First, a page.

Thank you for taking the time to feed back to us about our maternity survey. We’re sorry if the survey left you or anyone else feeling excluded regarding such a difficult experience. Our Twitter messages may have implied that it was solely a decision made internally to exclude bereaved parents, which was not the case.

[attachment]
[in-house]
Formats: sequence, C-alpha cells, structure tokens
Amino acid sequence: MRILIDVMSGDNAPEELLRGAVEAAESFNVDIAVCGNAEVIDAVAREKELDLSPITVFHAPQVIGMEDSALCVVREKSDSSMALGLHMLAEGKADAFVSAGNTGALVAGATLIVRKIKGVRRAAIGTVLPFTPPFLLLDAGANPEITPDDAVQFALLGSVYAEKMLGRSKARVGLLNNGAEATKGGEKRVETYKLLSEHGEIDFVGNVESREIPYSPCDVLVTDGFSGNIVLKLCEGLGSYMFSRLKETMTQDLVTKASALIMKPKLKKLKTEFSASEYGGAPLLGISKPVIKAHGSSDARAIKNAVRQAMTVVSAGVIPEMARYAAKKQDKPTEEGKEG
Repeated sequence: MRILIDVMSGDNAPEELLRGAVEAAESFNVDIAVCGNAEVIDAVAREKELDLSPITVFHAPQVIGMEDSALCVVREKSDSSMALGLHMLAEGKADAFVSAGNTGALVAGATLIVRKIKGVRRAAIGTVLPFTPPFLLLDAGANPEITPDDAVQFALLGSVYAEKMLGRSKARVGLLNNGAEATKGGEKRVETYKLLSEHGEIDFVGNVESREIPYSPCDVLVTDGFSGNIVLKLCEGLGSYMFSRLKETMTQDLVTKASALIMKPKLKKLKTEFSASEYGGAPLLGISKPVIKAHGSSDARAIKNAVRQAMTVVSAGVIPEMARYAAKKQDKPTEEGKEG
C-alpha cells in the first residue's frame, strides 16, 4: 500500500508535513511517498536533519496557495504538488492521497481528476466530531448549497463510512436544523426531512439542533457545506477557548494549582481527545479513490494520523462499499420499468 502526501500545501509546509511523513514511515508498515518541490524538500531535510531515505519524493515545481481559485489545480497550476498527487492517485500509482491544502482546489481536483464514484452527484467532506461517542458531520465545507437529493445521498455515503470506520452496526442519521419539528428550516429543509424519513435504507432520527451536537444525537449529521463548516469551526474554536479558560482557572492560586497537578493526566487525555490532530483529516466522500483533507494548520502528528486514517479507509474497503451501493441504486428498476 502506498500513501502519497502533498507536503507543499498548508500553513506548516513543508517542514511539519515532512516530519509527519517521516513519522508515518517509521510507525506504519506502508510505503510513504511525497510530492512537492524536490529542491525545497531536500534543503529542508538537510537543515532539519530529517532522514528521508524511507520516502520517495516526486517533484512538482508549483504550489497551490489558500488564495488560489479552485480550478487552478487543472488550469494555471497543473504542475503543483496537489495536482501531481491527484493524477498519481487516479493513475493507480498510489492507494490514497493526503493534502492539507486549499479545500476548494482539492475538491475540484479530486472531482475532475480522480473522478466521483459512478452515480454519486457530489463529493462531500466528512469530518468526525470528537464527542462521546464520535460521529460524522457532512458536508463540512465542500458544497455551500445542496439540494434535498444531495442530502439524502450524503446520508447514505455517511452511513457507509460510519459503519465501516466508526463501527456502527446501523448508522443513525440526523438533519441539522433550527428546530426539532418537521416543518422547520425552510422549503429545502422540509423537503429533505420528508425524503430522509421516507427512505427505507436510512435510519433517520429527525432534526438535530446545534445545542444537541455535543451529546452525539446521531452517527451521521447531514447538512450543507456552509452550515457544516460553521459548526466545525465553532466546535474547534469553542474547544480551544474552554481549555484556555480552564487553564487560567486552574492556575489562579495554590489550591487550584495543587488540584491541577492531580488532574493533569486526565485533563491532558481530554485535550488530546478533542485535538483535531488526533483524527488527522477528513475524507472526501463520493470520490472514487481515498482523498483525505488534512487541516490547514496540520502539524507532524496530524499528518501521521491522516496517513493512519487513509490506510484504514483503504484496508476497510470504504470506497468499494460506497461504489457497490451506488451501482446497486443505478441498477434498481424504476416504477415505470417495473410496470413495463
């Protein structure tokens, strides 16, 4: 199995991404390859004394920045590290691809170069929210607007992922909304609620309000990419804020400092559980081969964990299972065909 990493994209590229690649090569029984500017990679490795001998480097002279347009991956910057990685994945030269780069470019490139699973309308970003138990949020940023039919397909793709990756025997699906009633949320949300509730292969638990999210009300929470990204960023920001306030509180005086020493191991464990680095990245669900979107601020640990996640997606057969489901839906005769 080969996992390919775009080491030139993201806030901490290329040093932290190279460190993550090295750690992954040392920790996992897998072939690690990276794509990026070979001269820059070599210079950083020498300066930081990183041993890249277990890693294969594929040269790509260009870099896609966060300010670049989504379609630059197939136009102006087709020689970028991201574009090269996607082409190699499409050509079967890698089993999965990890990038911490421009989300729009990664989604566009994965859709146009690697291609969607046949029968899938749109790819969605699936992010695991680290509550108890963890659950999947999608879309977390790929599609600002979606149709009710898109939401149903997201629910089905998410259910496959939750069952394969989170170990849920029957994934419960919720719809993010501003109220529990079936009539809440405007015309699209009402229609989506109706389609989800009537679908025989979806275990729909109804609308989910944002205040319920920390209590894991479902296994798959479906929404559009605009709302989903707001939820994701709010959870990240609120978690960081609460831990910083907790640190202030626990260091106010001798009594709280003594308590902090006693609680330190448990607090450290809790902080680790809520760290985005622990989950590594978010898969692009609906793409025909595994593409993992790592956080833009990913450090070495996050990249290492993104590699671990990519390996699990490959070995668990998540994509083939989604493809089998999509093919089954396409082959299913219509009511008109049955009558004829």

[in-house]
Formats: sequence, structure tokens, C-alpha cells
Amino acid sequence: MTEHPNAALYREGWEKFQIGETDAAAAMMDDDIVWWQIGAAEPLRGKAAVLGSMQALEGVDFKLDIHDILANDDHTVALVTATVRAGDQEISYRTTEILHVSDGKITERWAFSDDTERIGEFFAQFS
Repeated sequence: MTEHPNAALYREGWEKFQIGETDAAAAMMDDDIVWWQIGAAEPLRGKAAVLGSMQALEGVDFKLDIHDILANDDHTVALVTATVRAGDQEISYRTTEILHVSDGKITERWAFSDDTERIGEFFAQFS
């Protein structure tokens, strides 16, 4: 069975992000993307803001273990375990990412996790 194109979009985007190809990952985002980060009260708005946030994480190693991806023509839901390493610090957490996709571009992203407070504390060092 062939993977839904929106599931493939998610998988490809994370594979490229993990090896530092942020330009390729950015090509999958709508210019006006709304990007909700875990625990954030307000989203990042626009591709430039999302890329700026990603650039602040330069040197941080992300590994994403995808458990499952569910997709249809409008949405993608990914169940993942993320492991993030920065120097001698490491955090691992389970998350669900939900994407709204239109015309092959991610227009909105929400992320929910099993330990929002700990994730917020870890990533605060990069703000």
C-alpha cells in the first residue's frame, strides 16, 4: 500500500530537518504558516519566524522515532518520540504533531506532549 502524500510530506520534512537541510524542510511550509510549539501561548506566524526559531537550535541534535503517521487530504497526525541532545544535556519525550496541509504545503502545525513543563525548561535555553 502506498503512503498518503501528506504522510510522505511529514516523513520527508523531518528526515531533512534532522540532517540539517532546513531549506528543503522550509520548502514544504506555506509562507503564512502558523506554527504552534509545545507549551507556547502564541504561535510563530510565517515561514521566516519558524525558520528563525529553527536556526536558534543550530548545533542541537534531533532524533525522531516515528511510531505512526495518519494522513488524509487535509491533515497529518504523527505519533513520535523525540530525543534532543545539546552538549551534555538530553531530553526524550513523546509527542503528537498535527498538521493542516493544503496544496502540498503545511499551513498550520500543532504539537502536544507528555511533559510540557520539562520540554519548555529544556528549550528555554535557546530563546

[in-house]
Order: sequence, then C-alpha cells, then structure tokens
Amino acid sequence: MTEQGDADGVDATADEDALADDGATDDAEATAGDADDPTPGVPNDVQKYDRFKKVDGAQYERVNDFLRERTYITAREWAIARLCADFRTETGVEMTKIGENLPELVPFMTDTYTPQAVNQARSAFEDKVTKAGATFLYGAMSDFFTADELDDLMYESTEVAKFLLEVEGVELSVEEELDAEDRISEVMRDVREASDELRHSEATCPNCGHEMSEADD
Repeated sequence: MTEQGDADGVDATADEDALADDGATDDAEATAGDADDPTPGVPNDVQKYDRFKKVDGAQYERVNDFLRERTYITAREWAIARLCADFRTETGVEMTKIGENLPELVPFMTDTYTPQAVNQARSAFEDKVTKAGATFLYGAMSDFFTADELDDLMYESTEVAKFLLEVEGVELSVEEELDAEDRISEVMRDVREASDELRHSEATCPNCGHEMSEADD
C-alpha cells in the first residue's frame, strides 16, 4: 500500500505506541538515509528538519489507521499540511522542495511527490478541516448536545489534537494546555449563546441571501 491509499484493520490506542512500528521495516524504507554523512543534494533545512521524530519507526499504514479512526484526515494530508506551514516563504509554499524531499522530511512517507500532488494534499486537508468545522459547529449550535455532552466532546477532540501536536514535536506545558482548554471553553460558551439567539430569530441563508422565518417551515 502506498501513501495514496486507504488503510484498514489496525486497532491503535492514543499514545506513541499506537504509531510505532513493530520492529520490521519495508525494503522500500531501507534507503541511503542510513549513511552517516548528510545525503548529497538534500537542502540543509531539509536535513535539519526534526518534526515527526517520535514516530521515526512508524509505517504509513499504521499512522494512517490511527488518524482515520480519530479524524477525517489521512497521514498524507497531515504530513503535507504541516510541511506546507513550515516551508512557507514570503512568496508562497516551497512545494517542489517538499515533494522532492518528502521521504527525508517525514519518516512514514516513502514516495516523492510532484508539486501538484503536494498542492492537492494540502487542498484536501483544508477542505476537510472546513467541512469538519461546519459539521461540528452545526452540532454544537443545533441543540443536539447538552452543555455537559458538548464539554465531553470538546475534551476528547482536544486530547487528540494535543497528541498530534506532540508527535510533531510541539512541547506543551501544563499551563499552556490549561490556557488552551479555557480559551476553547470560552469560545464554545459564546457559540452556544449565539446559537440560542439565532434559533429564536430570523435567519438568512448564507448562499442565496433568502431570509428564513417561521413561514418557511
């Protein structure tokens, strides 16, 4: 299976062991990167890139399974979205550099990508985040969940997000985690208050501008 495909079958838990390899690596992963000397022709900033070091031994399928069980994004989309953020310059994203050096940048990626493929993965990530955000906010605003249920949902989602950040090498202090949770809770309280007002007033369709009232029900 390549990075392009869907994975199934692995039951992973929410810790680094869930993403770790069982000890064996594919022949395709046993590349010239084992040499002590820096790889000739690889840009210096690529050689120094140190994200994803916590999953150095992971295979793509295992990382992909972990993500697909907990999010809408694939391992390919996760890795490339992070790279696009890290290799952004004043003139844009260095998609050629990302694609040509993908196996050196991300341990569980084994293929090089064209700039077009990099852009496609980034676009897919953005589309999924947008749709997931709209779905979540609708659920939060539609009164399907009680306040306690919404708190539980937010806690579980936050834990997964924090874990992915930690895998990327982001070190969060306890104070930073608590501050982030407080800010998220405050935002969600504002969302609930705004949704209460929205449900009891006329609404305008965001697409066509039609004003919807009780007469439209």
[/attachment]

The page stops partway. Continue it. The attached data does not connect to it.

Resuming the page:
In order to conduct our survey it (and the supporting methodology) has to be agreed by the NHS Multi Research Ethics Committee and the Confidentiality Advisory Group to ensure it meets good standards and practice. In this instance, the Ethics Committee specifically requested that midwives check the questionnaire mailing list to make sure that surveys were not sent to women who had had a stillbirth or who had lost their baby following the birth, as a condition of being allowed to conduct the survey. This was based on the Ethics Committee’s view that it would be insensitive and unethical to ask those women questions around the postnatal care of themselves and their baby, particularly given that the questionnaire would be sent to them just a couple of months after the birth, or very soon after their baby had died. We would need an entirely different set of questions and methodology if we were to submit a questionnaire about the experiences of bereaved parents to an Ethics Committee.